Numerous studies show that a midday nap improves your attitude and performance. Unfortunately, most corporate cultures frown upon napping. Not to worry. When I had a corporate job, I figured how to take a daily nap, without taking the heat.

Obviously, if you have a private office with a locking door that has no window (like in Mad Men), you can take a nap whenever you want as long, as you don't snore too loudly. Such offices, alas, are increasingly rare. So here are your options:

1. Nap in your car.

Always park your car as far as possible from the office in whatever spot is the least likely to see foot traffic. If anyone asks why you park so far away, tell them that you need the exercise.

If your office has a parking lot lot, park in the back corner. If your office uses a parking structure, park on roof, unless it's visible from the office, in which case park one level down.

When you feel the need for a nap at 2PM, stick a plausible but vague note on your desk explaining why you're not there. Example: "In meeting until 3." Go to your car, lower the seat back, set your phone alarm, and take your nap.

2. Nap in the conference room.

Most office buildings have several conference rooms that you can schedule for meetings. Unlike the offices, conference rooms often have doors without windows in them. If so, schedule a meeting in the smallest conference room , but don't invite anybody.

Go your "meeting," close the door, and go to sleep in a chair with your body on the conference table. Sit close to the conference room door so if anyone opens it, you'll immediately wake up.

In most cases, people will assume that a meeting is taking place and not even open the door. However, if somebody does open it, sit up, look at the person as if you were expecting somebody else, then say: "This is bullsh*t. I'm not waiting here any longer."

Then storm out of the conference room in a huff.

3. Nap in the restroom.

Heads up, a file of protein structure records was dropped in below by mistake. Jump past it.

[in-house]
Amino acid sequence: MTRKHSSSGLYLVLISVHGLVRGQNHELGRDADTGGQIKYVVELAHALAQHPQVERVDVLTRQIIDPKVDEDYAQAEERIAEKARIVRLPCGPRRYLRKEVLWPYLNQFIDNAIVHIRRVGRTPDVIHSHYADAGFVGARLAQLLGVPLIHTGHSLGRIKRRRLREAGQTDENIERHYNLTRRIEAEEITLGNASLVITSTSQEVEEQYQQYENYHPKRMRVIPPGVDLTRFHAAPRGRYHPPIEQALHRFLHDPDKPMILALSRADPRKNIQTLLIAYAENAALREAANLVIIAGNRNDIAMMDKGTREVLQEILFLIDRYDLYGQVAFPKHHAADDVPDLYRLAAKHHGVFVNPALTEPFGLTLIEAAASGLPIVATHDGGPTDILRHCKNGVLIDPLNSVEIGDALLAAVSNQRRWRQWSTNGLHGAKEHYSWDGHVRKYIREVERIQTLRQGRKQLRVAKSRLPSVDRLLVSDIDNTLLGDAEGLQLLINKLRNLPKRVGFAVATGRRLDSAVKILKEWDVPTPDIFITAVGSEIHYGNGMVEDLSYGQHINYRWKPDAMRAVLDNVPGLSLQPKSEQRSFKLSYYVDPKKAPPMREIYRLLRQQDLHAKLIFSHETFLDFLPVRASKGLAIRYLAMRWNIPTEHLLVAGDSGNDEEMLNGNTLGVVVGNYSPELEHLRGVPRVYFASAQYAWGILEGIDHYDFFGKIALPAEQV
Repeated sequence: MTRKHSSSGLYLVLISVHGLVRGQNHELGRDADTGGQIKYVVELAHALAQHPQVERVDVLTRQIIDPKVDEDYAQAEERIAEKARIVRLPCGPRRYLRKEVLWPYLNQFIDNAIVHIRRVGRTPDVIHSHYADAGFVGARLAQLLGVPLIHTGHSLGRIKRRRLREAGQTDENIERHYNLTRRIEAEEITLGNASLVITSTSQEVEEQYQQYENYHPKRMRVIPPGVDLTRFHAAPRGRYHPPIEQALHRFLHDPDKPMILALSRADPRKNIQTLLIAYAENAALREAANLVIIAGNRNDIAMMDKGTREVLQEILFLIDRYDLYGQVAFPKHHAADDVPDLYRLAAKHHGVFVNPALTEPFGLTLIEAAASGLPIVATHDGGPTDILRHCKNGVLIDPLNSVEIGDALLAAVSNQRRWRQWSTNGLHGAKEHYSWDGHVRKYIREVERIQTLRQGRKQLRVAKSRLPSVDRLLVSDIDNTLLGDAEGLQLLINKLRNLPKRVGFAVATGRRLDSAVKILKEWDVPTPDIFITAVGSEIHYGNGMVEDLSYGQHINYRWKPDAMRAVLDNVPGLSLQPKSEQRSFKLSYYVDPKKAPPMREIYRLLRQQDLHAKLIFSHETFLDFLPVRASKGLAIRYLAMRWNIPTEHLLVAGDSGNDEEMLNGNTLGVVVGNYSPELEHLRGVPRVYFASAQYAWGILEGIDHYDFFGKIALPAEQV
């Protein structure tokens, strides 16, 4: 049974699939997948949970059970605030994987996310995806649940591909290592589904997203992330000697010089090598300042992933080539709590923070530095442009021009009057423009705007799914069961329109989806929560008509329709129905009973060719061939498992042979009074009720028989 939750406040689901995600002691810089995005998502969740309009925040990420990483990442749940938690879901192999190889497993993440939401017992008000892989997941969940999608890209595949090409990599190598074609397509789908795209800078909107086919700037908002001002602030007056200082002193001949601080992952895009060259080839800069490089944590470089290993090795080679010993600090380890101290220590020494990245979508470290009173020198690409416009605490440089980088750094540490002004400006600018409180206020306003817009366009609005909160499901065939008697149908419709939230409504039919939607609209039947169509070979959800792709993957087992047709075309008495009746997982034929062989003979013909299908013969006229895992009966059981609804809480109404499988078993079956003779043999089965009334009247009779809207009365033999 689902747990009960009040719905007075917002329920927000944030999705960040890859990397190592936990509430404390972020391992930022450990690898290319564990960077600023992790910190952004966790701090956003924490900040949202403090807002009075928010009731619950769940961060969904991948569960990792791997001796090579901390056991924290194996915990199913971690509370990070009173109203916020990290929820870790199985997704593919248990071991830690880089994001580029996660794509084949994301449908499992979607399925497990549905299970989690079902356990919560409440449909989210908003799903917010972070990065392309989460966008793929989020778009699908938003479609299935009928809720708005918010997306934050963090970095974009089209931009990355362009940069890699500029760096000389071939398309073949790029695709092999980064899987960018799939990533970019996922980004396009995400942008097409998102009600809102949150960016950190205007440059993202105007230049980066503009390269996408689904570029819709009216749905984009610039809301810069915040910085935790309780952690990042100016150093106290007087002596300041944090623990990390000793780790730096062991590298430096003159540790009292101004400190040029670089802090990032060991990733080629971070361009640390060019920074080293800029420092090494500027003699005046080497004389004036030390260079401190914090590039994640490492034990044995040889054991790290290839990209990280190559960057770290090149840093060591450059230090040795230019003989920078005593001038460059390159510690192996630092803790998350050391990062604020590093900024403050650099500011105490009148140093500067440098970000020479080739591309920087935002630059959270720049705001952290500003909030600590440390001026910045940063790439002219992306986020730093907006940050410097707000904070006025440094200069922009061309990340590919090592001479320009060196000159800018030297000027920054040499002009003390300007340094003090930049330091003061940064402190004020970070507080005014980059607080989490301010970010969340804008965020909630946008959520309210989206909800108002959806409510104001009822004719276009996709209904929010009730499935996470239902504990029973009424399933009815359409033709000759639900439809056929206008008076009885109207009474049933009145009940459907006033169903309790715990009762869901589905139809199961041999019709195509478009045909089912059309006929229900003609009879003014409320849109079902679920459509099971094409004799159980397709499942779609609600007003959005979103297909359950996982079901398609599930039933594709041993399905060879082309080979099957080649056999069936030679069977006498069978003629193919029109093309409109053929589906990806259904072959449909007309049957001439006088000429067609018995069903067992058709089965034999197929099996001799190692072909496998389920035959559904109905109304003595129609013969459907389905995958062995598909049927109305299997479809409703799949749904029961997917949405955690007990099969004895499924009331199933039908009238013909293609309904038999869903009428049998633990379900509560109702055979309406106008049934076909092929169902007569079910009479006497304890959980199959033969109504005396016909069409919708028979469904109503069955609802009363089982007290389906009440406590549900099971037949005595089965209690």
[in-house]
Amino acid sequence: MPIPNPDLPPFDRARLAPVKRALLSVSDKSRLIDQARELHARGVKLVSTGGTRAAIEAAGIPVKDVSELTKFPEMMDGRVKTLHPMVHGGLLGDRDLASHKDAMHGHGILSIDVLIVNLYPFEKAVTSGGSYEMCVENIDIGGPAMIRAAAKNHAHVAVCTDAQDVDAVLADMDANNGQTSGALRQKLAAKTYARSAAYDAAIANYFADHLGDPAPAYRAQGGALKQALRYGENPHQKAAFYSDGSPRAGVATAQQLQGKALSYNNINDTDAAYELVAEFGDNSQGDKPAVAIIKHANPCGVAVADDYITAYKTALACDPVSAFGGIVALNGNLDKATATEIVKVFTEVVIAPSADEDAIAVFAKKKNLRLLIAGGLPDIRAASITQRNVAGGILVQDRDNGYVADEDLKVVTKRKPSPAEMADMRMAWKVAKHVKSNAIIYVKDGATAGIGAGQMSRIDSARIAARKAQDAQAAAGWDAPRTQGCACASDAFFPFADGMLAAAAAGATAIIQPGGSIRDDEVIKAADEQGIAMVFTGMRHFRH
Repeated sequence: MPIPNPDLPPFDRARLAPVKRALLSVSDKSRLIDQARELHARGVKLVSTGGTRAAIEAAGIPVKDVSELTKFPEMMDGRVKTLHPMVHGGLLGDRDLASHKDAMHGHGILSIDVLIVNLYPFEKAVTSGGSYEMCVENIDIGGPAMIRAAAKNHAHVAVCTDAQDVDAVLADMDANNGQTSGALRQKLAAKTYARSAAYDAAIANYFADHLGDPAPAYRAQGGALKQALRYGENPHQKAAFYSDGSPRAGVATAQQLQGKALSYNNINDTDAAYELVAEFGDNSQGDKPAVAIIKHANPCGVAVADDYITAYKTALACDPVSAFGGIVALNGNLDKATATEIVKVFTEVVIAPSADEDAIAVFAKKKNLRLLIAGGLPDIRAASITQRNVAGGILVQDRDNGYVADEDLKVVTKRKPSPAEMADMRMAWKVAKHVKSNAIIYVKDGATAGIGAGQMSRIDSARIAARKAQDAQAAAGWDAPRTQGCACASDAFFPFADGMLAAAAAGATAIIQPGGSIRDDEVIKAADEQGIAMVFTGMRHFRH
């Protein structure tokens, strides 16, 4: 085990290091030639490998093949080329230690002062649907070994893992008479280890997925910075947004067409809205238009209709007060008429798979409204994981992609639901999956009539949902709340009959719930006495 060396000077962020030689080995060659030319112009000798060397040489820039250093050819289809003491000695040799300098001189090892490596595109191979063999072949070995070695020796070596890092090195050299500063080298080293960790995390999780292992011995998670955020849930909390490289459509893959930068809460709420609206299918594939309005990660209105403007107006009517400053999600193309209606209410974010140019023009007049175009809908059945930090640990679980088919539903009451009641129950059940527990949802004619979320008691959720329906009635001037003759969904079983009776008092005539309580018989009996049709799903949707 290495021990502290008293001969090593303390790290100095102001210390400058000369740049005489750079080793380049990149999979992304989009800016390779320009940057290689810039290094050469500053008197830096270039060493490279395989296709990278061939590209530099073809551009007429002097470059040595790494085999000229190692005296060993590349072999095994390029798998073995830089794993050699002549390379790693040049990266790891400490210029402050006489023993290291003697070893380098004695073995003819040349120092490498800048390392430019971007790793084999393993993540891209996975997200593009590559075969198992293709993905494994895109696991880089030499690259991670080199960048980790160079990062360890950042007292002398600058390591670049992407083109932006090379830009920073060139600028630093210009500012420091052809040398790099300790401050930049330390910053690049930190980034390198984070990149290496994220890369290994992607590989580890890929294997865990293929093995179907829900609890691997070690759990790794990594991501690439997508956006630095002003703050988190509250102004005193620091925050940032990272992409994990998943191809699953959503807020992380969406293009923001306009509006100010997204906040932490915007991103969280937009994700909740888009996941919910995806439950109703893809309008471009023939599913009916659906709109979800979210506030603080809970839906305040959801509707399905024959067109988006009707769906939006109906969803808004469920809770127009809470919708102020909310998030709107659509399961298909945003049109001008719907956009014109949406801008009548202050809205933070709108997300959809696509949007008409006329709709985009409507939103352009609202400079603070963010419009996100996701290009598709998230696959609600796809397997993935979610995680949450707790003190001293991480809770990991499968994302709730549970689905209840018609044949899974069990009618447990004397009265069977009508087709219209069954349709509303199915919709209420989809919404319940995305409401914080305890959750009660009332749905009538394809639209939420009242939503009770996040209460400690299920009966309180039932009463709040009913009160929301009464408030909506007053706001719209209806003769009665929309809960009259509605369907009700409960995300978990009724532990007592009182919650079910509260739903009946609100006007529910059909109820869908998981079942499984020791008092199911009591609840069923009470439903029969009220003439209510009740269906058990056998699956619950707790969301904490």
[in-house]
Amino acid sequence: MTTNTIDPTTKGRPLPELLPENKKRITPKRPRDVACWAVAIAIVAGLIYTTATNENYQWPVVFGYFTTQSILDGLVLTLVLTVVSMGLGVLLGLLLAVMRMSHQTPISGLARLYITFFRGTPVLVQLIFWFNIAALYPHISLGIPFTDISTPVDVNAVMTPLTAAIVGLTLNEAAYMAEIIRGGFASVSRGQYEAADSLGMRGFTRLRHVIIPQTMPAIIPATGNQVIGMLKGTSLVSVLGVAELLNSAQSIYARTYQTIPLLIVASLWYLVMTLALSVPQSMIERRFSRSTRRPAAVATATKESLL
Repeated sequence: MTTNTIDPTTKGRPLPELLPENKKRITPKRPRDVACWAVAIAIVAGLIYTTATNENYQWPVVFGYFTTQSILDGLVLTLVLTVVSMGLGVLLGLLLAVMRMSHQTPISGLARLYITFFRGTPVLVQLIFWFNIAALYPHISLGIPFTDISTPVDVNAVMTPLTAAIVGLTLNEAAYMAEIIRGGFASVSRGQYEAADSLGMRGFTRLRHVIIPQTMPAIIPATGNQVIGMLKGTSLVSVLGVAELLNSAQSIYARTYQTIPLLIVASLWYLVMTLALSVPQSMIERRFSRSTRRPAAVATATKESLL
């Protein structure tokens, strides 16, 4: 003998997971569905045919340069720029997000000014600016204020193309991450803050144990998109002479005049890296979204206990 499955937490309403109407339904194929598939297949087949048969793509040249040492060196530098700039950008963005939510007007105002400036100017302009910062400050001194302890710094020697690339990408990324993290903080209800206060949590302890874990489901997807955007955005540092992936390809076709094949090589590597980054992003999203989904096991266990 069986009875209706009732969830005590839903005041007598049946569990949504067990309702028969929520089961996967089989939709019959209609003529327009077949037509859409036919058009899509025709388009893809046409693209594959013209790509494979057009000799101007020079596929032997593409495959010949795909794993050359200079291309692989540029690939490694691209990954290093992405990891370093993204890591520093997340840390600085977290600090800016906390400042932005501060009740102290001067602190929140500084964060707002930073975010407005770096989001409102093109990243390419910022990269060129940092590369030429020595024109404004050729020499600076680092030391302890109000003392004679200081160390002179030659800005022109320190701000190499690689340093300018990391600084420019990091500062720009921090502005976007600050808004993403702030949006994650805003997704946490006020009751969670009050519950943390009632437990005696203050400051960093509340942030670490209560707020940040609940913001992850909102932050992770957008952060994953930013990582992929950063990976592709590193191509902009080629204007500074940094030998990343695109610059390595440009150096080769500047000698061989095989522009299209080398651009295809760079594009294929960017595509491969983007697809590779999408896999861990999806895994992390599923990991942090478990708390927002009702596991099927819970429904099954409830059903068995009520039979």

In every office building there's usually a restroom that's not much frequented. Usually it's in the back of the building or on a floor that's lightly populated.

Leave your work area carrying a briefcase (if you still use one), a big laptop computer (if you've got one) or a big document. Also carry a couple of manila folders so it looks like you're going to a big meeting somewhere.

Park yourself in the stall farthest from the door, put the briefcase/computer/document in your lap, prop yourself up on your elbows and go for it. This sounds difficult but once you've trained yourself to sleep in this position, it's extremely easy.

4. Nap at your desk.

Get your desk located in a cubicle or workstation that's out of the general flow of traffic. This is a good idea anyway because you'll be more productive without the extra distraction.

Swivel your chair so that the back is facing the hallway. Put a clipboard, or folders or something in your lap and hold a pencil in your right hand as if you're about to write something.

Put your left hand on your telephone as if you're expecting a call. Balance yourself so that your head is supported by your torso and go for it. Again, this takes some practice but it's easier than you might think.

If somebody walks by your desk it will wake you up enough so that you can pick up the phone, like you're busy and about to make a call. Nobody will suspect that you were taking a nap because... who could possibly sleep napping in that position?

Me, that's who. And you can too, with a little practice.

5. Nap under your desk.

In one Seinfeld episode the character George Costanza had a custom desk made for him with a bed inside it so he could go to sleep at work. While that's overkill, I can say with 100% authority that it's possible to go to sleep under your desk.

Because I've done so, several times.

This only works if you're in a cubicle or office where the space under your desk is not visible from the hallway. Face your desk so that its back is to the door or cubicle opening. A daypack or a folded jacket makes a nice pillow.

There is, of course, the risk that somebody might come into your office and discover you sleeping. However, you can minimize that risk by hanging a white board and pen-on-a-string on your door or cubicle entrance.

I fully realize that the methods above sound slightly insane but I assure you that I have personally done all of the above, multiple times, in order to sneak a well-need nap at the office.

What's really crazy, IMHO, is that I had to go to such absurd lengths simply to keep my brain working at top performance. In fact, one of the reasons I left my corporate job is that I got tired of the hassle when all I needed was a quick nap.

My uncle, a self-made multimillionaire, used to tell me that "Success is being able to take a nap whenever you want one." So I say: grab some success and get your much-needed zzzzzs.